In a world where humans are incapable of building a cell from the scratch, it is possible to simply “print” an entire human organ within a time frame of about 12 hours. Seems infeasible? That is why people are saying that the future of bioprinting is here!
From woodblock printing to the press, the field of lithography has seen great advancements. Currently, 3D printing technologies are in the buzz have garnered a good amount of traction for their contribution to various industries of the global market. Healthcare is only the next. The bioprinting industry market has enabled us humans to use biocompatible materials, cells, and their supporting components and build an entire and fully-functional human organ. Bioprinted organs have various applications in the current day
- They used in the field of regenerative medicine to form organs suitable to transplantation. Healthcare market research reports say that this has greatly reduced the chances of the patient’s body refusing the organ.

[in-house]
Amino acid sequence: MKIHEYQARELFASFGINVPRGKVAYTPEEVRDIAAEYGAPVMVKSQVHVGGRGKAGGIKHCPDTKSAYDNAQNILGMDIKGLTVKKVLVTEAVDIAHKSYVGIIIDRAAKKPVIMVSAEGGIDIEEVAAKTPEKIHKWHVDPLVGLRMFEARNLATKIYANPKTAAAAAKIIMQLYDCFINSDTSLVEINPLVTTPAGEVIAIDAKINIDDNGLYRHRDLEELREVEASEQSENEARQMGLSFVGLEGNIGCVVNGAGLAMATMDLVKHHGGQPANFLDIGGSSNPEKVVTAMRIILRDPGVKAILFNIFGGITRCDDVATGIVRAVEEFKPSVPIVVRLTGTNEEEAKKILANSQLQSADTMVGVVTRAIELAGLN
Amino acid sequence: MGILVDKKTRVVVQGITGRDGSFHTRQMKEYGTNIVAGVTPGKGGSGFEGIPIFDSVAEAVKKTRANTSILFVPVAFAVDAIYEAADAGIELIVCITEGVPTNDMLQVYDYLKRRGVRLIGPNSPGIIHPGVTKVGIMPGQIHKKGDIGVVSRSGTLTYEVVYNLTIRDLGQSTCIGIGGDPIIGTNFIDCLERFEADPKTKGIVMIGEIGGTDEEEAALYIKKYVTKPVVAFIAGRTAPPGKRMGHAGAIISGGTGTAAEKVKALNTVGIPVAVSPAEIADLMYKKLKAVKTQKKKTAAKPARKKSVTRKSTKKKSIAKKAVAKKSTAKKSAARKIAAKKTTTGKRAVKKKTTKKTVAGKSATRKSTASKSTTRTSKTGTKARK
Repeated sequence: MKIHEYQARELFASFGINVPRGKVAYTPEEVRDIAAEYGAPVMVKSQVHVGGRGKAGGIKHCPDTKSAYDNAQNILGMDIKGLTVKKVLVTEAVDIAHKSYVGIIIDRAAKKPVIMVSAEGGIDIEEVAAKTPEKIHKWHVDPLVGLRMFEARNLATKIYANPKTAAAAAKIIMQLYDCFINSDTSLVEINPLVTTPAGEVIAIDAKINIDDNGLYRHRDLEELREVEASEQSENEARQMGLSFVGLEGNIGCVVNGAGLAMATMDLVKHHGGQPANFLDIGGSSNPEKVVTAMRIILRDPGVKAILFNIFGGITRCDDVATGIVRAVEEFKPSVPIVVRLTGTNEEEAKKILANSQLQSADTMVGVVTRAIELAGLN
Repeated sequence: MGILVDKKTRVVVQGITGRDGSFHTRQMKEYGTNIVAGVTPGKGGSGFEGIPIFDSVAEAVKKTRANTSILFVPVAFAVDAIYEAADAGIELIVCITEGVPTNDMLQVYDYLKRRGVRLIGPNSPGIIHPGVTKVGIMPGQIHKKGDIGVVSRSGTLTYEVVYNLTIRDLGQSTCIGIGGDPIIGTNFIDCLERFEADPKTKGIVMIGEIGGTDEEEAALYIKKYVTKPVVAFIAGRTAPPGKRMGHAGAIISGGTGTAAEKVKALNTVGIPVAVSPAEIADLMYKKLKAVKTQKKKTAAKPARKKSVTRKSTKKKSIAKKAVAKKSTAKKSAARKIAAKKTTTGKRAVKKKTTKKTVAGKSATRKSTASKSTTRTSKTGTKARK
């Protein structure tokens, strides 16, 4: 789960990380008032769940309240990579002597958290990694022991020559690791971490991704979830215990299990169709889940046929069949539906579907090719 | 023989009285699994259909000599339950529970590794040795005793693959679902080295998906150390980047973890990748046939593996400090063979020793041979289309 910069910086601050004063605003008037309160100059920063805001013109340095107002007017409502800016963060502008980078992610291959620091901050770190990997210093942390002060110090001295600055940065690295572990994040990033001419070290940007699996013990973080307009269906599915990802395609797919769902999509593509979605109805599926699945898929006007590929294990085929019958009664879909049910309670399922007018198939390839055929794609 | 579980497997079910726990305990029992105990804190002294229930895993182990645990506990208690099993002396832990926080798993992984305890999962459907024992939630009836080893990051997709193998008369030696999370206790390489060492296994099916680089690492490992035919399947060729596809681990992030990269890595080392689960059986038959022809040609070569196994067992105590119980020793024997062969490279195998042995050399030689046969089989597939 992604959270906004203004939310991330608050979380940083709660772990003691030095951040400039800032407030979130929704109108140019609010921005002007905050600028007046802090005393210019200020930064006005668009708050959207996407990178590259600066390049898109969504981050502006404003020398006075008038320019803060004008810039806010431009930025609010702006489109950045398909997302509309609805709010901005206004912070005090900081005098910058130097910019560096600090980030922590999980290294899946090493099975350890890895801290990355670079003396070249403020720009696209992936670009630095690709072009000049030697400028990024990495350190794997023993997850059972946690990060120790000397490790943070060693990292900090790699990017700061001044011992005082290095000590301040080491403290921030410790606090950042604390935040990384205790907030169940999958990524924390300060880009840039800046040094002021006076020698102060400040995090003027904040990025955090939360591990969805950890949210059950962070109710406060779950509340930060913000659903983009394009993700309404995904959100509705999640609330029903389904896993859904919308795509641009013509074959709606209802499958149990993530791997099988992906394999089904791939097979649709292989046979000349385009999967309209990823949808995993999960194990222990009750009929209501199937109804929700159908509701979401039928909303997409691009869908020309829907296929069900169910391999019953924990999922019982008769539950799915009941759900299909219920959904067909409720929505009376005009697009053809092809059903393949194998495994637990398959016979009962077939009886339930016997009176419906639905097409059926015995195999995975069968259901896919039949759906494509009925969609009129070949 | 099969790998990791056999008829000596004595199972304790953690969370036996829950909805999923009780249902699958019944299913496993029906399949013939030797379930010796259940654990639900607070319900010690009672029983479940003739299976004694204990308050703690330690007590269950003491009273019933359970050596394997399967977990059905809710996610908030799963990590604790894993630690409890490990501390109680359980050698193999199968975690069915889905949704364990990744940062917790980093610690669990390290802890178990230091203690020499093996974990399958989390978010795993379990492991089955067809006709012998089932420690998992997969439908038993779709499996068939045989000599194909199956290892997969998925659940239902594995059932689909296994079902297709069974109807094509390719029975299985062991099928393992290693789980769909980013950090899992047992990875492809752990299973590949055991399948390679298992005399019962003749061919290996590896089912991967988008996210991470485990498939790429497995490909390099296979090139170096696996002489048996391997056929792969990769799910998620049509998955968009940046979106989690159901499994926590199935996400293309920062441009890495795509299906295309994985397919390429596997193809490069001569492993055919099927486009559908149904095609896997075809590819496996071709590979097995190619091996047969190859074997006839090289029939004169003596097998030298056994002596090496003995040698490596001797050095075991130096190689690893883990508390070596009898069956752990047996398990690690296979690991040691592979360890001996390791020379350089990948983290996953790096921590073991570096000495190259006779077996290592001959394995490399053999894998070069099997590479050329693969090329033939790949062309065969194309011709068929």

- They can be used for a high-throughput processing and production of tissue models for research
- Complex models and protein interactions can be constructed using this technology. So, instead of animal models, drug discovery and toxicology studies can happen on 3D bioprinted material for more reliable results.
The global bioprinting industry market is seen to be highly promising with more possibilities to be unveiled in the near future. But it is interesting to note that this advanced a technology is based on the simple concept of layer-by-layer printing to form a 3D structure!
Market research reports say that the origins of 3D technology and known to be in the 80s. Bioprinting, like any other 3D printing process, is additive in nature. Successive layers of a material are amalgamated to form an entire three-dimensional structure. Complex geometries of the biological components are no hurdle in the production process but may make the process more time-consuming.
Biologically inspired engineering has been put to use to solve a number of technological problems and not just healthcare. So, insights from building an organ may be helpful to various other sectors, surprisingly including the manufacturing of airplanes! And, on the other hand, the technology of 3D printing is itself inspired by biological processes like the development of an embryo.
Bioprinting is already an alternative to many traditional approaches and biotechnology market research reports say that the paradigm is soon expected to shift to in-vivo bioprinting as a developmental goal. The difficult challenges need to be addressed increasingly to realize the full potential of 3D bioprinting.